Camera technology has continued to advance with the latest generation of handsets, with virtually every major manufacturer managing to cram even more megapixels into their devices year on year. That is, apart from HTC.
Rear Camera MP
Front Camera MP
4K video fps
1080p video fps
|HTC One (M7)||4||2.1||n/a||30|
|HTC One (M8)||4||5||n/a||30|
|Oppo Find 7||13||5||30||60|
|Samsung Galaxy S4||13||2||n/a||30|
|Samsung Galaxy S5||16||2||30||60|
|Sony Xperia Z2||20.7||2.2||30||60|
It might be disappointing to learn that the new HTC One (M8) is still using the same 4 UltraPixel image sensor from the older M7 handset, which didn’t really blow us away when we tested it before, although some improvements have been made. The new Duo Camera configuration might open up the handset to some interesting effects, but it’s disappointing that not more has been done to improve the camera’s overall quality, given that Sony and Samsung are both making big strides with their own technology.
Compared with the likes of Sony’s 20.7 MP Exmor sensor, Samsung’s new ISOCELL, and Oppo’s impressive 50MP shooting capabilities, the HTC One’s clarity and level of detail could turn out to be disappointing.
HTC’s rear snapper is also missing 4K video capture, which is now a common feature found in upcoming flagship smartphones like the Z2 and Find 7.
The handset does have a saving grace in the impressive 5MP front facing camera, which HTC rates as ideal for “selfies”. The 88-degree wide angle lens should also help capture a wider image with the front facing camera, allowing photographers to capture a bit of more the background. The only smartphone with a comparable front image sensor is the Oppo Find 7.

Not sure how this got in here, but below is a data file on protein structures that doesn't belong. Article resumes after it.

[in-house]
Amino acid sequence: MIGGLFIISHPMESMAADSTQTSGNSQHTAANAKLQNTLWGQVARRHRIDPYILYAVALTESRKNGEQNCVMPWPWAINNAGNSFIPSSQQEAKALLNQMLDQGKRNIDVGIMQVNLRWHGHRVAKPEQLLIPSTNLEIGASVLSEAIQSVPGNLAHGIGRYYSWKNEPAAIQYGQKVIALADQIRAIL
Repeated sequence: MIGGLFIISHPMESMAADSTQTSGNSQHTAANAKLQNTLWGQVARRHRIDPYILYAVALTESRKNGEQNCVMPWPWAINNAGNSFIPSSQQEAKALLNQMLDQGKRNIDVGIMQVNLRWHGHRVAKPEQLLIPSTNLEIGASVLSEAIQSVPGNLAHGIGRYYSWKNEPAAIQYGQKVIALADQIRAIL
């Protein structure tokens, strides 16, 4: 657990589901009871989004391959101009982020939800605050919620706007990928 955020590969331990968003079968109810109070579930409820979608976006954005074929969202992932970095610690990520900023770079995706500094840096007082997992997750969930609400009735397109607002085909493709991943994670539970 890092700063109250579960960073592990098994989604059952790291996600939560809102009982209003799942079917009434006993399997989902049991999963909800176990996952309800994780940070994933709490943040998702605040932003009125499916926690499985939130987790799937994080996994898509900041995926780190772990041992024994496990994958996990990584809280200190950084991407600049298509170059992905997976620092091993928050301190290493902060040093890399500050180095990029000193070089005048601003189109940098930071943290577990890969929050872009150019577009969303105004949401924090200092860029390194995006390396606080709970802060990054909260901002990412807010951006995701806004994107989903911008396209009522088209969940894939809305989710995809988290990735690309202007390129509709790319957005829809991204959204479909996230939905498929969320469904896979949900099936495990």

Perhaps HTC’s new software features will offer amateur photographers something more substantial to get their teeth into. While the Z2 and the Galaxy S5 also feature selective focus functionality, the One (M8)’s ability are far more impressive thanks to the addition of the depth sensor above the main camera.
Storage options, batteries, and more
Pfew, what else is there? Storage wise, there’s the familiar choice between 16GB and 32GB options, depending on your budget and storage needs. HTC has finally gone back to including a microSD card, a feature which separates it from its predecessor and some of the other high-end handsets currently on the market. However, Samsung, Sony, and Oppo have all announced microSD card slots for their next handsets too.
Max Internal Storage
|HTC One (M8)||32GB||yes||no||no||9.4||160||2600mAh|
|HTC One (M7)||32GB||no||no||no||9.3||143||2300mAh|
|Oppo Find 7||32GB||yes||no||no||9.2||171||3000mAh|
|Samsung Galaxy S4||64GB||yes||no||no||7.9||130||2600mAh|
|Samsung Galaxy S5||32GB||yes||yes||yes||8.1||145||2800mAh|
|Sony Xperia Z2||16GB||yes||no||yes||8.2||163||3200mAh|
The Xperia Z2, LG G2, and Find 7 hold the largest battery charges by quite a margin, although the M8 has received a slight increase in battery capacity from the older M7. Better yet, HTC is boasting an extreme power savings mode, that allows the M8 to last 40% longer than its predecessor, but we’ll have to wait and see how that holds up in real world tests.
In terms of additional features, the HTC One (M8) doesn’t offer up any water or dust resistance, or fingerprint scanning technology, but the Duo Camera feature and the BoomSound speakers should be enough to tempt media focused consumers. If you’re concerned about weight or thickness, the One (M8) is one of the heavier 5 inch devices on the market, weighing in at a hefty 160 grams, but the new Find 7 and Xperia Z2 are also quite heavy compared with Samsung’s handsets.
And the winner is…
I’d struggle to pick an absolute winner, as it’s not clear than any one handset dominates every category, although the Xperia Z2 and Galaxy S5 are very strong all-rounders. Sadly for HTC, its new handset appears to be struggling for an identity when stacked up against the other big players.
Performance wise, the One M8 is right at the top, along with a variety of other handsets, and is a worthy upgrade to the last gen M7. However, the smartphone doesn’t appear to have made the same strides in areas like camera technology, waterproofing, or unique features, as some competitors have. If you’re in the market for a decent camera, you’re likely to prefer the Z2 or Find 7, or if you’re looking for additional features then the Galaxy S5 is a much more fleshed out smartphone. BoomSound is HTC’s headline grabber, but nothing important appears to have changed since the M7, apart from loudness.
The HTC One M8 is certainly a good handset, but it lacks a defining or ground breaking feature that would have made it great. How do you feel about HTC’s new flagship, and do you prefer any of its competitors?